For occupants of a passenger vehicle, crashes involving commercial truck accident are among the most dangerous. Much of this is due to the massive size differential between most trucks and passenger vehicles. Even large SUVs and pickups are no match for a loaded semi truck. Compare a Chevrolet Suburban with a gross vehicle weight (GVW) of 7,400 pounds to the 80,000 GVW of a tractor-trailer. At over 10 times the weight, in a crash involving a tractor-trailer and a Suburban, the Suburban doesn’t stand a chance.
When you accelerate the 80,000-pound truck to highway speeds, and then hit another vehicle, the resulting crash is catastrophic. Wrecks involving trucks striking stopped vehicles resemble a bomb explosion.
And there are more trucks on the roads; while the recession caused a temporary drop in truck traffic, with the improving economy will come more trucks. In 2010, even as overall vehicle fatalities declined, fatal truck accidents increased.
Causes of Commerical Truck Accidents
Commercial truck accidents are caused by a variety of reasons. Most are similar to those involving passenger vehicles, like speeding, driver fatigue, drug and alcohol use, inattention and distractions like cell phones and texting. Some are more specific to large trucks, such as load shifting, improperly loaded or overweight cargo or jack-knifing.
Some are simply due to the larger size and weight of tractor-trailers. With higher centers of gravity, trucks are more prone to tipping over when a driver attempts to take a corner too fast. They require greater stopping distances and can jack-knife when a driver has to try to stop too quickly.
Dangerous to Other Drivers
In 2010, according to the Florida Department of Highway Safety and Motor Vehicles, (FLHSMV) in Florida, there were 3,329 accidents involving heavy trucks, resulting in 58 fatalities and 1,821 injuries. According to the National Highway Transportation Safety Administration (NHTSA), nationwide, commercial truck accidents resulted in 3,675 deaths in 2010, an almost 9 percent increase.
The danger posed to other drivers by commercial truck crashes is made clear by the following numbers from the FMCSA. In 2009 multiple-vehicle crashes involving a truck and another vehicle, 149 truck drivers died, or about 5 percent. Drivers and passengers of passenger vehicles fared less well, suffering 2,551 fatalities or 92.4 percent of the fatalities.
Injury statistics were similar; 8,000 truck drivers were injured in these crashes, but 56,000 occupants of the other vehicles suffered injuries.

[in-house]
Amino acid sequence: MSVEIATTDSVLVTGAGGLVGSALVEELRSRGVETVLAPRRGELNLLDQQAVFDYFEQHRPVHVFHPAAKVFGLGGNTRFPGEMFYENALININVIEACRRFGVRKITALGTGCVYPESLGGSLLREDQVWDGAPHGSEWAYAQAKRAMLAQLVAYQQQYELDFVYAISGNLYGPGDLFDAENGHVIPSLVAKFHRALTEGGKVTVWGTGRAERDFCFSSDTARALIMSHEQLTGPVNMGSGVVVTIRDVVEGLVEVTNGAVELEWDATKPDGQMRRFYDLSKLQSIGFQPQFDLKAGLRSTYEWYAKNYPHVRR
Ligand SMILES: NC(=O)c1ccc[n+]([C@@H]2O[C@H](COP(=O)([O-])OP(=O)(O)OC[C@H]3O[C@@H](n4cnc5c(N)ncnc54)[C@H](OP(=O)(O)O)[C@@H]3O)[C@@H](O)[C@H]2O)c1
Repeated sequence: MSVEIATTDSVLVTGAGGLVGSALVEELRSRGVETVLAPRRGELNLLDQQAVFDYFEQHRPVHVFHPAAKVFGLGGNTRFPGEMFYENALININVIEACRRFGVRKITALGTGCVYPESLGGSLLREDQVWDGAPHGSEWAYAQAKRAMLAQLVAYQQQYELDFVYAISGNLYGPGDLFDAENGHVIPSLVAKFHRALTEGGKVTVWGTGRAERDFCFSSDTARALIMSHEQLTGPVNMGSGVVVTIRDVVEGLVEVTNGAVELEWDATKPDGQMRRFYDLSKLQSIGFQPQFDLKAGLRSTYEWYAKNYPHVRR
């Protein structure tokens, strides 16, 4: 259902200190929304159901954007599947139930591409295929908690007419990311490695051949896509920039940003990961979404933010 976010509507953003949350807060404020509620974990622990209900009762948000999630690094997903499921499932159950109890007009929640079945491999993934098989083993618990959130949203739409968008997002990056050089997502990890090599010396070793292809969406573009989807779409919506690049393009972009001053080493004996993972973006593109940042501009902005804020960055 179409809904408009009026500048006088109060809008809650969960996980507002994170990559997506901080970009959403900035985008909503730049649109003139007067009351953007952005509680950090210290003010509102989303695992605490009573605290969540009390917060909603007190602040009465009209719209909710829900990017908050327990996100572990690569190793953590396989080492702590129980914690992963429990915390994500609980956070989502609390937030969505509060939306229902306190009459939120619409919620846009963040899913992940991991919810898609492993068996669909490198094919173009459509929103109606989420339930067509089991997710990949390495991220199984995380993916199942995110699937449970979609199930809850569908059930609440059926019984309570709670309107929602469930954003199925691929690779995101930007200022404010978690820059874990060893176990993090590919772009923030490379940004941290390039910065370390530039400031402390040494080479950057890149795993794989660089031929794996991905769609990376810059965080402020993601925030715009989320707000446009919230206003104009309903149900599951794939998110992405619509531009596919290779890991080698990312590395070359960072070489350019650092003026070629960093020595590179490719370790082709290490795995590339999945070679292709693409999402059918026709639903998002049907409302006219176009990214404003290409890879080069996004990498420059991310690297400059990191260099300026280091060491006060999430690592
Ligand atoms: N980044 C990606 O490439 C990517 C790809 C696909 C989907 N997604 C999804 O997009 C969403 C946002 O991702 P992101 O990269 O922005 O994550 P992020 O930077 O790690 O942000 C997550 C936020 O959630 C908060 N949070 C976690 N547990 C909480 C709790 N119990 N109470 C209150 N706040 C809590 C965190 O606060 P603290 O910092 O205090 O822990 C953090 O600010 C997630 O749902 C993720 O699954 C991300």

Potentially Responsible Parties
Commercial truck accidents are often much more complex to litigate than an average automobile accident involving two private parties. With a truck collision, multiple parties could be responsible for the accident.
Trucking Company Responsibility
Respondeat Superior is the legal concept that one who hires another to perform some task is responsible for any injuries to third parties caused by the person or entity hired.
In commercial truck accidents, ultimately, the trucking company that owns the truck and hires the driver has overall responsibility for crashes involving their vehicle and driver.
The problem may be determining who “owns” the truck. Often, the truck may not even be owned by the company whose advertising is printed on the side of the truck.
The truck and trailer may be leased, possibly by two different companies. The driver may be an employee of the leasing company, or he may be an independent contractor hired by the leasing company to drive the shipment.
The tractor and/or trailer may be maintained by a third party maintenance firm, instead of the work being done by company mechanics.
Depending on the product the truck is carrying, the company that loaded the truck may be responsible for part of the accident.
Federal, state, county or city governments could also be held responsible for aspects of thecommercial vehicle accident due to their involvement in the design, construction and maintenance of the highway where the crash occurred.
This element can be further complicated by the fact that some governmental entities have sovereign immunity and cannot be sued, while others have limited or no immunity.
Manufacturing or Design Defects
The crash could also be due to a design or manufacturing defect in the truck itself. This question can become very complex if the allegedly defective part or parts could also implicate one or more contractors or subcontractors.
Holding the Responsible Party Accountable
As you can see, a seemingly “simple” truck accident involving a truck and a few cars can explode to a situation so complex you need a flow chart to keep track of who-is-doing-what-to-whom. Call injury attorney Mike Hancock at 813-915-1110 for a free consultation of your commercial truck accident case. Our phones are answered 24/7.